• Death By Mobile Coupon
    My heart sank as I came to the head of the line at Borders this weekend. Methuselah was my check-out person and I had a mobile coupon. The 30% off promotion wasn't even directly from Borders. As some veterans of this column may recall, I have a longstanding bone to pick with that bookstore chain. It had a perfectly reasonable SMS couponing service more than a year ago that it unceremoniously yanked from its customers. Now I have to rely on third-party coupon scrapers like the MobiQpons, which seem to aggregate Web coupons -- nicely, I might add. But I …
  • Who's Clicking Where, From What?
    Mobilistas with semi-long memories will recall the first wave of Apple iPhone ads that featured the landing page of NYTimes.com. The "Full Web Browser" seemed to be a key selling point for the device. Now you can browse the "real Web," said the iPhone apostles. It seems revealing that we don't see that feature touted much anymore in the iPhone ads. My hunch is that Apple soon recognized what many people already knew: browsing the full Web on a handheld device is not optimal.
  • Cold-Calling The Brands
    There are some encounters with consumer brands that leave me wondering how disconnected corporate culture is with everyday Americans. Exactly how hard do some of these companies think we as consumers should work in order to satisfy their marketing goals? Who is working for whom?
  • Noted with Begrudging Pleasure... Dammit
    I have been officially advised I am getting grumpy and need to lighten up. "Remember to eat and then sleep and breathe... you need those," my teen daughter advises her father by SMS. The permission Post-Its have evolved into life coach messages from my own kid. I've got my own little Deepak Chopra texting in life lessons. So what makes me smile? What makes me find bliss? Well, good mobile content, of course. Time for a brain dump.
  • Mobile TV Goes To App School
    The application economy has many things to offer the mobile content world. Not only is there a different distribution and monetization model here. The emerging app stores/worlds/markets also constitute a large media lab where the barrier to entry is low and the learnings can be high. We've already seen the application environment single-handedly reinvigorate the tired and struggling mobile game industry. The effect of the application environment on gaming has been so profound that even handheld giants Sony and Nintendo have started shifting their own models to digital downloads and smaller snackable titles. The other genre that desperately needs a …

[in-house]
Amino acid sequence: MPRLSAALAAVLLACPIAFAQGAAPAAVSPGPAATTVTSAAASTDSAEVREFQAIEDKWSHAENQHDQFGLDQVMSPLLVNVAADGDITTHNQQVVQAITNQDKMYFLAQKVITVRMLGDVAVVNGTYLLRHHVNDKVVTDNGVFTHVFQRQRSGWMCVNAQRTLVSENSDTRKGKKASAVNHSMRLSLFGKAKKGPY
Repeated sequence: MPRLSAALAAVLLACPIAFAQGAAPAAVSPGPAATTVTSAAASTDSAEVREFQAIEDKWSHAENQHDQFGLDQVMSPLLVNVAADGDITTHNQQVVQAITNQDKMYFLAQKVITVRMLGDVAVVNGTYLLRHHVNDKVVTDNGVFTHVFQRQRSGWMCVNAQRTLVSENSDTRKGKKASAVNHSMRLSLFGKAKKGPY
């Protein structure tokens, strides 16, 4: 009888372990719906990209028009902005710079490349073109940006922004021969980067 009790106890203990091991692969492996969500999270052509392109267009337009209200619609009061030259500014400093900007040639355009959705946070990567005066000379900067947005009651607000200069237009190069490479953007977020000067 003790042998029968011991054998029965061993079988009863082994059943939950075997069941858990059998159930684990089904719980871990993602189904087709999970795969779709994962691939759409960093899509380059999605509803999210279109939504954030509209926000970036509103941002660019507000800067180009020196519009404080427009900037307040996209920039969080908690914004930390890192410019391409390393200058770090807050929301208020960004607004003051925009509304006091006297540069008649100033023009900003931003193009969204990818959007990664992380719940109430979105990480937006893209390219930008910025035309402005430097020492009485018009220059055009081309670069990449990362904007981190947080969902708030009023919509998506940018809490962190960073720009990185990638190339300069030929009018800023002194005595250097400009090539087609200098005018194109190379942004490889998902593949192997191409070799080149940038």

• Apple Disappoints Gadget Geeks. Good!
    Despite all of the usual weird scrutiny that accompanies any Apple presentation, there were a few pieces from Wednesday's event that slipped under most radar. When I fired up the on-deck App Store yesterday, I was surprised to find a new tab in the Top 25 directory listing for "Top Grossing" apps. From an industry insider's perspective, this is a nice addition. Developers, market watchers, marketers, et al now can get a handle on which apps and development houses actually make money in this ecosystem. Steve Jobs boasted yesterday that there are 75,000 apps in the store now, which reflects …
  • Mobile And Retail: Calling In Air Support
    It is my understanding that we have raised the most consumer-conscious, marketing-averse, hard-to-reach generation in American history. So much tortured thinking goes into marketing to my daughter's generation, it is shocking to see her sheer gullibility when staring at a store shelf wall of video games. "Ooh, that looks good," she says as she grabs the most colorful, cartoonish Xbox 360 game box." She's never heard of the title. I have never heard of the title. But the box looks cool. I literally call in air support. Luckily, the video games media publisher IGN has a great iPhone app that …
  • Portability Is NOT Mobility
    My iPhone home pages are now ballooning with branded media apps, and I am starting to pay closer attention to personal news usage patterns on mobile. Is it enough to say that all of these apps really are just akin to Web browser bookmarks? Are any of these news sources able to distinguish themselves within the limitations that even the broader application canvas allows on a phone? I am sure there are rigorous market researchers hot on the trail of these questions, all armed with focus group samples and panel extrapolation algorithms. But until we start seeing the results of …
  • Nyah! Nyah! Made Ya Look!
    "What is it?" my partner asked as we stood this weekend before a large puke-green movie poster with only a single graphic, a big honkin' 2D scan code. That was it. No title for the film, just a fugly code that was supposed to engage our curiosity. >"It's a 2D code for your phone. It wants us to scan it." I already knew where this was going to go, but being the "mobile guinea pig" that I have become, there was no alternative but to chase yet another misguided campaign down its marketing rabbit hole
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